Rule of Thumb

Tools of the trade Sample of items displayed as part of the Tools of the Trade exhibition at Craft Victoria, July 1994.

The Tools of the Trade exhibition consisted of tools mainly from the occupations included in the companion Symmetry exhibition. They were displayed purely according to their appearance, not their identity within any particular occupation. The following is an extract from the accompanying catalogue essay.

There are tools that moonlight in other trades. The dental probe is a notorious example of this. Certain craftspeople are more than happy to pay a visit to the dentist -- not just to have their teeth fixed but to scrounge the odd worn out instrument. Part of the background work for this exhibition involved asking people to identify their most faithful instrument. It was not only jewellers, but also a well-known ceramicist who spoke endearingly of the old rusty dental probe that had been their indispensable companion for decades.

This kind of exchange defies the taboo placed on intermarriage between different trades. The Bible proclaims: `Let every man abide in the same calling wherein he was called' (I Corinthians vii.20). And traditional idiom has it: Let the cobbler stick to his last. Essential to the history of guilds, including surgery, was the `mystery' guarded by its members. In a time of multiskilling, and in a broad-minded craft institution, we should feel more free to exercise restless imaginations. But there's a limit.

Look - no hands!

What is famine for the hands is a feast for the imagination. Though these tools are unavailable to touch, they do invite the exercise of phantom hands in exploring their manner of use. There are several moves we could try out. The baker's peel can be understood through the `power grip': the shaft held in the crook between thumb and fingers. The opthamological instruments, on the other hand, make sense only through the `precision grip': the handle clasped daintily on the tips of the fingers. And the bulb of wood at the end of the engraving tools becomes reasonable when accommodated in the ball of the hand. Viewing an exhibition of tools seems one of those rare instances when it's best to look not with the eyes but with the hands.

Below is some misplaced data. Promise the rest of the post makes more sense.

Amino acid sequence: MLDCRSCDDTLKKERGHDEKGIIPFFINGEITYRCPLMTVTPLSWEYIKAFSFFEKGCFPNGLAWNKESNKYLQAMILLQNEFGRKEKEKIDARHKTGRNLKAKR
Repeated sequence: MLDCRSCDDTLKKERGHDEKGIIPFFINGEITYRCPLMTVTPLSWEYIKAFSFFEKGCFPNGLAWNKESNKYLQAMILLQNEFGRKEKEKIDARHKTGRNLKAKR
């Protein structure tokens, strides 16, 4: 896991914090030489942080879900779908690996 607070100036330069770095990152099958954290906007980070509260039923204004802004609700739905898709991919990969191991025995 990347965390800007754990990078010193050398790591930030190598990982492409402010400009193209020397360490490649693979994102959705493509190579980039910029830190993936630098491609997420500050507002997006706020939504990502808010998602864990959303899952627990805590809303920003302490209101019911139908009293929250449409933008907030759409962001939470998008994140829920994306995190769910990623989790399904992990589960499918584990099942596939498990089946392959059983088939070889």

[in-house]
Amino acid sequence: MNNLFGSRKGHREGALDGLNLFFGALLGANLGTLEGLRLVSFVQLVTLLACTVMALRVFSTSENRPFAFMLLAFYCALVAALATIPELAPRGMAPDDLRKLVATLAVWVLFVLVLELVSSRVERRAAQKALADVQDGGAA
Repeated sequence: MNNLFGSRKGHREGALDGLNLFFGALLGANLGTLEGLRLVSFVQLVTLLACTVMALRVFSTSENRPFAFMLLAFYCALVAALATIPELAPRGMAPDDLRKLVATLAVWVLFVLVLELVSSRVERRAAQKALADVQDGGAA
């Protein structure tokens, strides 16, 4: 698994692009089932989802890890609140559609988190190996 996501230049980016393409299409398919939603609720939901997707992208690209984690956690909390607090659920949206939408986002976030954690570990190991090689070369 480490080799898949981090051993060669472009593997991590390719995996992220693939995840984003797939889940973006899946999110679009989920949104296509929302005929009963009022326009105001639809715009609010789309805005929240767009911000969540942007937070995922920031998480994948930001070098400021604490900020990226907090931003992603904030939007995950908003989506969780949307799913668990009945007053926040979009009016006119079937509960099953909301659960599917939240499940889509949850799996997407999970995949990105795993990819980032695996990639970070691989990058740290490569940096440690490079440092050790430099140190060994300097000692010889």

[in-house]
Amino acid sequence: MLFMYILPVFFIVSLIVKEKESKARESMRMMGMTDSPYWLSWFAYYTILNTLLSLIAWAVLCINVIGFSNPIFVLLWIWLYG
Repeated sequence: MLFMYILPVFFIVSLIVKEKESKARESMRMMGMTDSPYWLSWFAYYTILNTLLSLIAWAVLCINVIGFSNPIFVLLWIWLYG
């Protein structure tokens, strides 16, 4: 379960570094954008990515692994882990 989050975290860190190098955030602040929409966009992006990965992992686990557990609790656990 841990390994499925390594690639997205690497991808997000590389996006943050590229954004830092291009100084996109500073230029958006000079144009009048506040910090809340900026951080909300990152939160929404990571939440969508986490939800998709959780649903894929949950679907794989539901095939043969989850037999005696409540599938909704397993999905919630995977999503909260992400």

What's to be gained along the way is an appreciation of the peculiar arrangement that constitutes a hand -- the `tool of tools' according to Aristotle. To supplement your own thoughts, let me provide a few clues in the language of hands. Medieval thought is particularly illuminating in the elemental representation of such things. The eleventh century Danish born king of England, Canute, decreed an official term for each of the digits. The forefinger, demonstratorius , is the most vocal, drawing out the link between word and thing. Impudicus is the term used for the middle finger thanks to its role in obscene gestures. The fourth finger, annularis , stands next to it as the noble receptacle of a gold ring. Less worthy is the little finger whose term auricularis refers to its use in extracting wax from the depths of the outer ear. Finally, these four digits stand opposed to the thumb, called pollex to denote its strength.

The significance of these terms is not simply poetic: one of King Canute's major concerns was to set rates of compensation for the loss of digits. His seventh century predecessor, Aethelbert, gave the thumb the same value as all the other fingers put together. In his turn, Canute elevated the value of the ring finger for its symbolic importance -- but he was always a man who trusted theory before heeding reality.

How would we value a thumb today? To be `all thumbs' is to lack dexterity, yet to be `under someone's thumb' is to be subject to another person's control. A `thumbnail sketch' is poor in detail yet is extremely useful in conveying basic form. In the evolution of manual labour, the thumb is prototypical of technological power which reduces the world so that it might be controlled more effectively. Lest we forget, during the rule of thumb measures were taken by the human body: length was broken down into hands and feet, and the duodecimal system began with a thumb counting the three knuckles of each of its four neighbours.

Writers are not innocent of the thumb's decline. In composing the above sentences I have been using a keyboard (my constant interface). While the computer appears to be a completely abstract medium, we easily forget that it too has features that are to be handled. But it's only a limited kind of interaction. On the keyboard, the thumb itself is rendered completely dumb: its only action is to press the space bar. It plays a rather more active role with the mouse, but the grip required is only light and could easily be replaced by another finger. Contrast the indispensability of the thumb when writing with a pen.

These thoughts, that you now grasp between your pollex and demonstratorius, are made possible due to the silent labour of one right thumb. Iwouldbelostwithoutit. So as hands awake in the presence of old friends, we should listen to what they might say about the virtual world that awaits them outside.

Kevin Murray©1995